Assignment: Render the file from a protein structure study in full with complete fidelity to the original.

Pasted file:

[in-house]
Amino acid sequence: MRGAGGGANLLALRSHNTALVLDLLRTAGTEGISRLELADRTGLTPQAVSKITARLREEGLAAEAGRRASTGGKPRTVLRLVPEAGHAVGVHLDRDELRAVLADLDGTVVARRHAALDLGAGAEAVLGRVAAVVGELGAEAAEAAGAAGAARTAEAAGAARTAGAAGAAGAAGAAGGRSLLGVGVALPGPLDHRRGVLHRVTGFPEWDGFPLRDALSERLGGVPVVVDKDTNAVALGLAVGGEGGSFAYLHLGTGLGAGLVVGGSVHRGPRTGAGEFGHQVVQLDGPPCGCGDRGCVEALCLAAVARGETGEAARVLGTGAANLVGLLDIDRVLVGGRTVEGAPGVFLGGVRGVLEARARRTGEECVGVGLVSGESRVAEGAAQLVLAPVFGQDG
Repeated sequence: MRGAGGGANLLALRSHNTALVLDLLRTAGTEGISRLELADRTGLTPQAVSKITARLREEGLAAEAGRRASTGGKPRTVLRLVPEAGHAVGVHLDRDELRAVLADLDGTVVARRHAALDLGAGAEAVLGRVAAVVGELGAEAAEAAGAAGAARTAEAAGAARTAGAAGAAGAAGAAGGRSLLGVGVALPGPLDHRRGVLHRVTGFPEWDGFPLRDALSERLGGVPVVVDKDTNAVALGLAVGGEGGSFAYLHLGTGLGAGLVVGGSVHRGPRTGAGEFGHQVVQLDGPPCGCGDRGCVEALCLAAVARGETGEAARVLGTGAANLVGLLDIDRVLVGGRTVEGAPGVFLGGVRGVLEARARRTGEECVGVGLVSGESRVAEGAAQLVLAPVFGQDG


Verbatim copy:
[in-house]
Amino acid sequence: MRGAGGGANLLALRSHNTALVLDLLRTAGTEGISRLELADRTGLTPQAVSKITARLREEGLAAEAGRRASTGGKPRTVLRLVPEAGHAVGVHLDRDELRAVLADLDGTVVARRHAALDLGAGAEAVLGRVAAVVGELGAEAAEAAGAAGAARTAEAAGAARTAGAAGAAGAAGAAGGRSLLGVGVALPGPLDHRRGVLHRVTGFPEWDGFPLRDALSERLGGVPVVVDKDTNAVALGLAVGGEGGSFAYLHLGTGLGAGLVVGGSVHRGPRTGAGEFGHQVVQLDGPPCGCGDRGCVEALCLAAVARGETGEAARVLGTGAANLVGLLDIDRVLVGGRTVEGAPGVFLGGVRGVLEARARRTGEECVGVGLVSGESRVAEGAAQLVLAPVFGQDG
Repeated sequence: MRGAGGGANLLALRSHNTALVLDLLRTAGTEGISRLELADRTGLTPQAVSKITARLREEGLAAEAGRRASTGGKPRTVLRLVPEAGHAVGVHLDRDELRAVLADLDGTVVARRHAALDLGAGAEAVLGRVAAVVGELGAEAAEAAGAAGAARTAEAAGAARTAGAAGAAGAAGAAGGRSLLGVGVALPGPLDHRRGVLHRVTGFPEWDGFPLRDALSERLGGVPVVVDKDTNAVALGLAVGGEGGSFAYLHLGTGLGAGLVVGGSVHRGPRTGAGEFGHQVVQLDGPPCGCGDRGCVEALCLAAVARGETGEAARVLGTGAANLVGLLDIDRVLVGGRTVEGAPGVFLGGVRGVLEARARRTGEECVGVGLVSGESRVAEGAAQLVLAPVFGQDG